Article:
Stat-urday, 7/20/2019: Gaylord Perry’s “Moon Shot”


File:Gaylord Perry 1961.jpg

Gaylord Perry with the Tacoma Giants in 1961 (photo courtesy of Wikipedia)

On July 20, 1969, pitcher Gaylord Perry hit is his first major league home run. In his 22-year career Perry would amass a batting average of .131 with 141 hits, including 17 doubles, 6 home runs, and 47 RBI. As a Hall of Fame pitcher, however, he’d finish his career with a 3.11 ERA, allowing 399 home runs with a win-loss percentage of .542.

One of the myth’s surrounding Perry is the tale that his manager with the Giants once said, “a man will land on the moon before Gaylord Perry hits a home run.” According to MLB.com’s Cut 4, the story goes as follows:

One day during the ’64 season, [San Francisco Giants Manager Alvin] Dark and San Francisco Examiner reporter Harry Jupiter looked on as Perry smacked some home runs during batting practice. Jupiter told Dark that Perry looked pretty good with a bat in his hands and remarked that the pitcher might even hit a home run one of these days. Dark’s response set in motion one of the weirdest coincidences in baseball history: “Mark my words,” he said, “a man will land on the moon before Gaylord Perry hits a home run.”

And if you don’t believe that, here’s Perry telling the story himself:

 

Happy Stat-urday! Happy Moon Landing Day!

~ baseballrebecca

 

 

 

Advertisements

Stat-urday, 7/6/2019


There was an amazing game with some amazing stats on Wednesday from just one game in the Dominican Summer League:

  • 40 runs,
  • 36 hits,
  • 5 home runs,
  • 6 errors,
  • 3 stolen bases,
  • 5 wild pitches,
  • 2 balks,
  • 33 players used, and
  • 215 pitches thrown.
  • All in 3hours and 42 minutes!

Check out the details on MiLB.com!

Happy Stat-urday!

~ baseballrebecca

Stat-urday, 6/29/2019


Scooter Gennett on May 12 2017.jpg

Scooter Gennett with the Cincinnati Reds in 2017 (photo courtesy of Wikipedia)

I stumbled upon some interesting stats on Baseball-Reference.com: Players’ average age, by league. They’ve calculated the leagues’ average player age, weighted by number of at-bats and games played. At first I was surprised to see that the league with the highest average batters’ average age is the Class A-Advanced Florida State League, with an average batters’ age of 31.1. Upon further research however, its rehabbing Major Leaguers that  driving up that average age, such as: Scooter Gennett, age 29, with the Daytona Tortugas; Josh Harrison, 31, and Jordy Mercer, 32, with the Lakeland Flying Tigers; Nelson Cruz, 38, with the Fort Myers Miracle; and a bunch of rehabbing Yankees with the Tampa Tarpons. Check out the stats below.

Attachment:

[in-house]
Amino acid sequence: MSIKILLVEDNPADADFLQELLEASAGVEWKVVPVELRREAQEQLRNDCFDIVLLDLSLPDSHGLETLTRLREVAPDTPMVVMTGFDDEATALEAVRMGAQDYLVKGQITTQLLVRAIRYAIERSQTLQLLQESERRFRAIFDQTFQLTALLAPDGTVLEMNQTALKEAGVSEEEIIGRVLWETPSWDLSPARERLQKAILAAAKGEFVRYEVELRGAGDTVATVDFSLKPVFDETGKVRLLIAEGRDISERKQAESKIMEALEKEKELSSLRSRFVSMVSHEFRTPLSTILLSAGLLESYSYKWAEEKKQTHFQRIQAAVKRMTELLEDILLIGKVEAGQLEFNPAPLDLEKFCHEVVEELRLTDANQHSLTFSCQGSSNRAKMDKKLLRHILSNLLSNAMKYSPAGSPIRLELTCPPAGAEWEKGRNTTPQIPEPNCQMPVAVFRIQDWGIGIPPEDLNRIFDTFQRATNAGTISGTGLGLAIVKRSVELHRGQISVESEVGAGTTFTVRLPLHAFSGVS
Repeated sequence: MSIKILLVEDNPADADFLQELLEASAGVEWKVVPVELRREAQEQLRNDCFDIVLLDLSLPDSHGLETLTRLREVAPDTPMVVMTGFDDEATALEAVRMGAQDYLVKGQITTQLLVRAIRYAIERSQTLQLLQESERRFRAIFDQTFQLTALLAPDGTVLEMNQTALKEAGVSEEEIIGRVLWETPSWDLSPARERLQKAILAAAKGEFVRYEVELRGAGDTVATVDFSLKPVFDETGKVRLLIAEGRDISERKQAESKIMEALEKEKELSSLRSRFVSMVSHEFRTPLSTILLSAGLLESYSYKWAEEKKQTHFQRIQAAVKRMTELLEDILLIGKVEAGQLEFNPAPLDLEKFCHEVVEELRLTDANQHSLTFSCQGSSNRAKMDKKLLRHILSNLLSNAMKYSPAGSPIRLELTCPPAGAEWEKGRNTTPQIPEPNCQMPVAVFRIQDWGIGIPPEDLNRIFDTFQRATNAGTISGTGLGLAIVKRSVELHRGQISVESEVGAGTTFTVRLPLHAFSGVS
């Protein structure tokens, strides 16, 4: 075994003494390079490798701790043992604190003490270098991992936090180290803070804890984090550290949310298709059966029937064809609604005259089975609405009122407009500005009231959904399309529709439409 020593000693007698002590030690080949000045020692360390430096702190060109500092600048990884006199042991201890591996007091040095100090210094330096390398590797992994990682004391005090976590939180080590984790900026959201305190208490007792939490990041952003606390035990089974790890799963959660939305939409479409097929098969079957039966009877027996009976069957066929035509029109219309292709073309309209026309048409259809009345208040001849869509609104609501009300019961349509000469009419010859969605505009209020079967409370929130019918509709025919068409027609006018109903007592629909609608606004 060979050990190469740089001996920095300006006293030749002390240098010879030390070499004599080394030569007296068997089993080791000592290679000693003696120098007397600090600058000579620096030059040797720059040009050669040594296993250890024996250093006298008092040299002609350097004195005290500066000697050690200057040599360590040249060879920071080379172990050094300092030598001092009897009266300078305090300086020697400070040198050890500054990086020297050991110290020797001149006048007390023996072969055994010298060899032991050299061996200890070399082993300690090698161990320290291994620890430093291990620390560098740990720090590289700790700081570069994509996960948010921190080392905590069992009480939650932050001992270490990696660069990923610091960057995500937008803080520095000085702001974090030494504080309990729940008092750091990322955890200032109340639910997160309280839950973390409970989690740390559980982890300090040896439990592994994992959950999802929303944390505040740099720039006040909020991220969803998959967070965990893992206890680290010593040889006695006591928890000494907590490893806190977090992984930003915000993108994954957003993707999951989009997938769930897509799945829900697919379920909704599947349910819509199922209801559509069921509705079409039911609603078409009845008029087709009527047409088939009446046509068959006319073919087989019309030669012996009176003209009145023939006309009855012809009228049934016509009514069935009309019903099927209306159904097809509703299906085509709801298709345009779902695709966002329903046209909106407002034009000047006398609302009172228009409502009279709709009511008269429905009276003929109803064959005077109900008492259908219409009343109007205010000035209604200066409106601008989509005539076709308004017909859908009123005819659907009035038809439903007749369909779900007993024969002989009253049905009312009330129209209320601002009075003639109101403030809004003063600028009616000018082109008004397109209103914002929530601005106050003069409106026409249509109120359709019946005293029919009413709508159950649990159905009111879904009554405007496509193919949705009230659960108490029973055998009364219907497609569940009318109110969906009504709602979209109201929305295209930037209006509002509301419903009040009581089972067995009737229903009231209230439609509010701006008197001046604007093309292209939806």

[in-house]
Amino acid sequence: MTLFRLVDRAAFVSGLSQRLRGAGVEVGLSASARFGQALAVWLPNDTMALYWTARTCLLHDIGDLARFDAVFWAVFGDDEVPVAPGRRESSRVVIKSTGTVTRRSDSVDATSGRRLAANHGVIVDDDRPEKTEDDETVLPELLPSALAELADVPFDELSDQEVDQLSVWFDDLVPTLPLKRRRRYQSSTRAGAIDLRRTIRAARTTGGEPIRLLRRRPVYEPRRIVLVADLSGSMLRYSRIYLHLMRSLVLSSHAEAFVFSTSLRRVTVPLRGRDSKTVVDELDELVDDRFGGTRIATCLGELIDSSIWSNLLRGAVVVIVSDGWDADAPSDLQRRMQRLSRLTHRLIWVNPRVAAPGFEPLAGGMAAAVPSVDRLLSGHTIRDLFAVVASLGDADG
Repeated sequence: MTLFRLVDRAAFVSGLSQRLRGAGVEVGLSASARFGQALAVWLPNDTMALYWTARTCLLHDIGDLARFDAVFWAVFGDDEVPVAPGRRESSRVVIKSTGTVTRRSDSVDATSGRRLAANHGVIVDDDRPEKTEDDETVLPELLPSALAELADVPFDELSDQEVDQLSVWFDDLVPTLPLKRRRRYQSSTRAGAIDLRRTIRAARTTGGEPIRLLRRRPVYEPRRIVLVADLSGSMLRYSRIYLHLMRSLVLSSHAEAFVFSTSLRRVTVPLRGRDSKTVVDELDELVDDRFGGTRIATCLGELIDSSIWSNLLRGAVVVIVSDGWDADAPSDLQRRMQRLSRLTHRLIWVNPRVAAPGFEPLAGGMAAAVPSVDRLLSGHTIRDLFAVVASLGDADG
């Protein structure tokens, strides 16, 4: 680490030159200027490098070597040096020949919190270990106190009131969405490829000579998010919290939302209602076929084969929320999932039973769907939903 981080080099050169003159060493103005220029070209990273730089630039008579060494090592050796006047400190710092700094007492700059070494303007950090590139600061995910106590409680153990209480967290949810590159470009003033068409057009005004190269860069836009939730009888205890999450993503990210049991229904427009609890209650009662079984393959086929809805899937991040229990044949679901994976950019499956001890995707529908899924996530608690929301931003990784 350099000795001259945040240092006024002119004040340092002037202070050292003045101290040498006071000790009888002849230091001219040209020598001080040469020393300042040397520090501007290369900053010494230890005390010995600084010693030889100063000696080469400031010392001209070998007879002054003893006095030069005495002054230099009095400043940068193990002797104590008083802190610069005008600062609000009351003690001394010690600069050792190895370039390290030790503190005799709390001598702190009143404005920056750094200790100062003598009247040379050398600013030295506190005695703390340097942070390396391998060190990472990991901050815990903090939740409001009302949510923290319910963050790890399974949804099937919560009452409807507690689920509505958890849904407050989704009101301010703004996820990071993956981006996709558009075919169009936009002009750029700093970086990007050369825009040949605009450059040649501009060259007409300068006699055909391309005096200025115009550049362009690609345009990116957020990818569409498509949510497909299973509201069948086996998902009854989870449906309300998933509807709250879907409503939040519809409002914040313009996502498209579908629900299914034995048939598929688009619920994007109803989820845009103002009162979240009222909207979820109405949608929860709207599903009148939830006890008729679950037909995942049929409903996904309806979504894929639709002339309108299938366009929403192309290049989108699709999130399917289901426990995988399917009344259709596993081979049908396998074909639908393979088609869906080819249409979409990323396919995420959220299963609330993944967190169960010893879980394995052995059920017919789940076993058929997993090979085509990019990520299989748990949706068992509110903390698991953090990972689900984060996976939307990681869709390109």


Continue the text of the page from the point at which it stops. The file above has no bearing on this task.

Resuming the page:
Happy Stat-urday!

~ baseballrebecca

 

Major League Baseball and Minor League Baseball
League Level Teams Batters’ Avg. Age Batting Average
American League Major League 15 28.0 0.251
National League Major League 15 28.4 0.250
International League AAA 14 27.1 0.265
Mexican League AAA 16 29.5 0.304
Pacific Coast League AAA 16 26.3 0.273
Eastern League AA 12 24.2 0.237
Southern League AA 10 23.7 0.241
Texas League AA 8 29.2 0.254
California League Adv A 8 22.5 0.245
Carolina League Adv A 10 22.6 0.244
Florida State League Adv A 12 31.1 0.241
Midwest League A 16 21.2 0.239
South Atlantic League A 14 21.5 0.238
New York-Pennsylvania League Short-Season A 14 20.9 0.224
Northwest League Short-Season A 8 20.8 0.228
Appalachian League Rookie 10 20.4 0.238
Arizona League Rookie 21 19.6 0.269
Gulf Coast League Rookie 18 19.4 0.237
Pioneer League Rookie 8 20.5 0.255
Japanese and Korean Leagues
League Level Teams Batters’ Avg. Age BA
Japan Central League Foreign 6 28.6 0.250
Japan Eastern League Foreign 7 24.3
Japan Pacific League Foreign 6 28.0 0.250
Japan Western League Foreign 5 24.6
Korean Baseball Organization Foreign 10 29.0 0.268
Independent Leagues
League Level Teams Batters’ Avg. Age BA
American Association Independent 12 26.7 0.262
Atlantic League Independent 8 29.6 0.262
Canadian-American Association Independent 9 26.1 0.266
Frontier League Independent 10 24.2 0.244

Stat-urday, 6/22/2019


Corey Paul turned 50 yesterday. Who’s that, you ask? Corey Paul was drafted by the Seattle Mariners in the 16th round of the 1987 MLB amateur draft. He spent the 1987 season in Northwest League playing for the Bellingham Mariners. In 33 games, he had only 13 hits and 7 RBI, with a batting average of .137. Paul took the next year off, but returned to Bellingham in 1989. That year he improved his batting average to .237, hitting 3 home runs and 25 RBI in 59 games. In 1990, he was promoted to the high-A Salinas Spurs in the California League, where he batted .226 in 80 games with 28 RBI and 4 home runs.